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The free-flowing, exploratory practice of keeping a journal encourages freedom of thought and expanded perspectives.

2. The second key to creativity is to ask questions.

Questions are the root of all knowledge and creativity. By continually asking questions about the world around us, we
fuel our creative fire.

Great minds are those that have asked the greatest questions.

Leonardo da Vinci asked such questions as:

“Why does the thunder last a longer time than that which causes it?” and “Why is the sky blue?”

Socrates asked such questions as:

  • “What is wisdom?”
  • “What is piety?”
  • “What is beauty?”

As a young boy, Albert Einstein asked himself, “What would it be like to run beside a light beam at the speed of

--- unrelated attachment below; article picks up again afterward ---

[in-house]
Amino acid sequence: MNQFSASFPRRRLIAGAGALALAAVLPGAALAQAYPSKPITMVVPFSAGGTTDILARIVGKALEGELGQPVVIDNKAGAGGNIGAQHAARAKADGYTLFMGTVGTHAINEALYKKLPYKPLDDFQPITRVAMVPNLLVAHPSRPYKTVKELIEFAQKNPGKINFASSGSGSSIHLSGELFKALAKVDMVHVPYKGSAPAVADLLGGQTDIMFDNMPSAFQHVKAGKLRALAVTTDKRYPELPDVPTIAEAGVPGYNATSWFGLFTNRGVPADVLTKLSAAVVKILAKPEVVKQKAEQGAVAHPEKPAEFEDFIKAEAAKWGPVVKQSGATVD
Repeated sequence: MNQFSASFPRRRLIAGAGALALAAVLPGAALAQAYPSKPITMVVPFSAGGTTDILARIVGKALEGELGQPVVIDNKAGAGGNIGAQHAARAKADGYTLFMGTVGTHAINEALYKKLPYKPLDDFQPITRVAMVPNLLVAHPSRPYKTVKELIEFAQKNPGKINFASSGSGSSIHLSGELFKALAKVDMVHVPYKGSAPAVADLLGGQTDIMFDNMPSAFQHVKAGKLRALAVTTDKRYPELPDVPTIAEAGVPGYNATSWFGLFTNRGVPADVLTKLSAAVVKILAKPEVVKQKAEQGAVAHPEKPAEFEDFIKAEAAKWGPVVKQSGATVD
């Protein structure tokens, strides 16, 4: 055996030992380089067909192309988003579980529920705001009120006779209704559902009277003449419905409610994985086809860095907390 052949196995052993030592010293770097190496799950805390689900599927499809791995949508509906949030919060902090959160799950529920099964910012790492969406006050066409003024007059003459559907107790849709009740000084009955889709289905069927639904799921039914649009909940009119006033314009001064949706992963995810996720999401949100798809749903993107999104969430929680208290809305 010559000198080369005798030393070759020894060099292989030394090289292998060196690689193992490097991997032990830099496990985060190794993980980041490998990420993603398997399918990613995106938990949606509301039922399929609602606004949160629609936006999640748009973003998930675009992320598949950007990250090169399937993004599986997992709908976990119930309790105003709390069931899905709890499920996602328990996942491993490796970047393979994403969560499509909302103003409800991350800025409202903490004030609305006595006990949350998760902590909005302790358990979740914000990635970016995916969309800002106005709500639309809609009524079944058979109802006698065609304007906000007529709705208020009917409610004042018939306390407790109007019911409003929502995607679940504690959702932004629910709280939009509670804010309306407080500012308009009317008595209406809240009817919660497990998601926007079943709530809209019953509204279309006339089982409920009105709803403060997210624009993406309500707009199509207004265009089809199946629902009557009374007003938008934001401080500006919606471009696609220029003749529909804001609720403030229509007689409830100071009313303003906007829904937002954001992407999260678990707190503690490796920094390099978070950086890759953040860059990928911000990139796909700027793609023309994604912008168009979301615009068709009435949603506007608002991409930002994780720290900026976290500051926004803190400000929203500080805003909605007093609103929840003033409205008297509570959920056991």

light?”

A number of inventions have been created by asking one simple question…

“What if…..?”

By asking questions we increase our level of consciousness and our perspective of the world.

3. To become a creative genius, you must also be a voracious reader.

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Reading enhances your mental ability and lets you experience the world from a brand new perspective.

When we read a book, we let go of our own perspectives and experience the world from the characters that have been crafted by the author.

I have found in my own life that the more I read, the more I want to know. Reading becomes an insatiable desire and an unquenchable thirst.

4. Seek out new experiences.

Our minds are much like a garden. Without proper care, the weeds will take over. Nothing sparks the mind like learning something new.

If you want to expand your creativity, then learn a new skill. It can be anything you choose. Learn a new language.
Learn to water ski. Learn to play an instrument. Pick up photography or even try a new sport.